Yesterday we published a Statement on Tall Building in Draft New Southwark Plan (NSP) that we had compiled from correspondence with Nick Dolezal, Chair of Southwark Planning Committee, which you can read here.
Here is perhaps the most important extract:
The change to the Draft NSP reference to tall buildings is a refinement rather than a departure from our existing position in our adopted Southwark Plan, Core Strategy, our Area Action Plans and the London Plan. As such there is no major change of direction or loosening of policy proposed.
Well, Donnachadh McCarthy, an environmental author and campaigner, whose home in Camberwell was London's first carbon negative home. He has been campaigning on local environmental issues in Southwark since 1992, disagrees that there is no major change of direction or loosening of policy proposed. Quite the opposite – he asserts that this is factually untrue. The proof? The following policies from the current Southwark Plan:
5.114 In the wrong locations tall buildings can be overbearing and out of character. They also need very good access to public transport to support the numbers of people who live and work in them. For these reasons, the locations that could accommodate tall buildings are limited to the area around London Bridge Station east of Borough High Street, Elephant and Castle and the northern end of Blackfriars Road. The core part of Peckham, Canada Water and Aylesbury action areas could also be suitable for tall buildings as these areas also have good transport links and have large development opportunities. However, there are likely to be areas sensitive to tall buildings within all the above locations and we will work with the GLA, English Heritage and CABE to prepare detailed guidance for appropriate tall building locations, heights and design in planning documents covering each of these areas, taking into account characteristics that may make them sensitive to tall buildings, including heritage assets and wider historic context.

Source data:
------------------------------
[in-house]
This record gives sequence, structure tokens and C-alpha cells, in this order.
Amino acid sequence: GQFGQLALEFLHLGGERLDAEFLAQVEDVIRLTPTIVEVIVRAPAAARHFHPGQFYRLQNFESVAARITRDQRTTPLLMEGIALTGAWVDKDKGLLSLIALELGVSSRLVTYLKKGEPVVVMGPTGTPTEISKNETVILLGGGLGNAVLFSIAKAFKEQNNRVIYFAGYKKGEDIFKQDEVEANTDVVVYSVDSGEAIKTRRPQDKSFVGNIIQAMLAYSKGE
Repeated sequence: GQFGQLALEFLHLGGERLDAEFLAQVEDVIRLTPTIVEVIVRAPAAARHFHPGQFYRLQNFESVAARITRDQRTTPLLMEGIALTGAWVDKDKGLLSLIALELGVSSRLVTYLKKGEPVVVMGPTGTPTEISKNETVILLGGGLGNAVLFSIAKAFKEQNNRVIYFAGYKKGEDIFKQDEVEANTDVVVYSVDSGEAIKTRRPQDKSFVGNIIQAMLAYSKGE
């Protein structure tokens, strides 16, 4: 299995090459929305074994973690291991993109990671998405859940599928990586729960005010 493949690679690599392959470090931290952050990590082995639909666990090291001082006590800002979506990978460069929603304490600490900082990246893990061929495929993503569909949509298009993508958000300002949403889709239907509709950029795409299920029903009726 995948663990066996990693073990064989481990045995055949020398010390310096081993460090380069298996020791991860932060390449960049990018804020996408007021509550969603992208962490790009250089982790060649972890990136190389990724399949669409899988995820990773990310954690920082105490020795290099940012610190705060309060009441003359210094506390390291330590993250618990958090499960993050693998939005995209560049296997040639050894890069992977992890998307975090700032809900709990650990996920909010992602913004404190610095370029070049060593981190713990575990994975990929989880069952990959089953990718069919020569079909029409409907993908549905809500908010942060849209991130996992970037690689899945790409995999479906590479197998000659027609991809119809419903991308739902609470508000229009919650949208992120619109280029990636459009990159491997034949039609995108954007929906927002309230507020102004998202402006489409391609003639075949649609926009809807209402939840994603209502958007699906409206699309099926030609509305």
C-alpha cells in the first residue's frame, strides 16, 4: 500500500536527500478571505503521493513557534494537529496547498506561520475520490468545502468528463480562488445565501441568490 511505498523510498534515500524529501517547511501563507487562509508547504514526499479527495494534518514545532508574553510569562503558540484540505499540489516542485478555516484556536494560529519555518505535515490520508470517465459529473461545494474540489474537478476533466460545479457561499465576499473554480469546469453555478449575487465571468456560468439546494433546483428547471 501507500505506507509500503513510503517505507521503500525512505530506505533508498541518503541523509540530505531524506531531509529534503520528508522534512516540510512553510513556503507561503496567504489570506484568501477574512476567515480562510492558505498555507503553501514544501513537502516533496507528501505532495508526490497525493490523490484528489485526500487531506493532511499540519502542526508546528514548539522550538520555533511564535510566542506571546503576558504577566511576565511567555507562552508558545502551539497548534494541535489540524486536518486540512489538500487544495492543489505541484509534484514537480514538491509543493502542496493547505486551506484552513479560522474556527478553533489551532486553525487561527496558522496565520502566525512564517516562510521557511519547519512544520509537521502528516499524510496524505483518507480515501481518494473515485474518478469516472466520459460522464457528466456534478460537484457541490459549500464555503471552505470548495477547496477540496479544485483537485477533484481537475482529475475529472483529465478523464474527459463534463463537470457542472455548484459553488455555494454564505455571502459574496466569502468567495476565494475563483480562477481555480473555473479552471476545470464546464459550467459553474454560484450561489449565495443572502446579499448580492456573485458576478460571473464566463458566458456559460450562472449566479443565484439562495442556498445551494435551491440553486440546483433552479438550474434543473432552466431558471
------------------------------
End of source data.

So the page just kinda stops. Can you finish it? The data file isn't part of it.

5.115 In other areas tall buildings are not appropriate because they are not very built up, do not have good public transport access, are covered by conservation areas or have other heritage asset implications.
Fact Box: Tall buildings are those which are higher than 30 metres (or 25 metres in the Thames Policy Area) and/or which signiﬁcantly change the skyline. 30 metres is approximately the height of a 10 storey block of ﬂats or a 7-10 storey ofﬁce building. In areas which have a low scale character, any building that is signiﬁcantly higher than surrounding buildings will be regarded as a tall building even if it is lower than 30 metres.
Whilst this may not have as great an impact in areas where tall buildings are commonplace (ie in the north of the borough) it appears that it could have an impact in areas such as Camberwell and Peckham where there are currently few tall developments.
With recent events in Grenfall in mind, discussions around the scope and prevalence of tall buildings seem more important than ever.
The deadline for responses to the New Southwark Plan is July 7.
If you would like to read Donnachadh’s own submission to the consultation click here. The No Skyscrapers in Camberwell & Peckham action group’s main demand is that the plan includes assurances that no buildings will exclude 10 storeys outside of ‘Core Business Districts.’
To add your thoughts to the NSP consultation click here.
For a flavour of some of the potential developments that will be taking place in the coming years click here.
*We will put Donnachadh's assertions to Nick Dolezal for further comment and update this page with any response.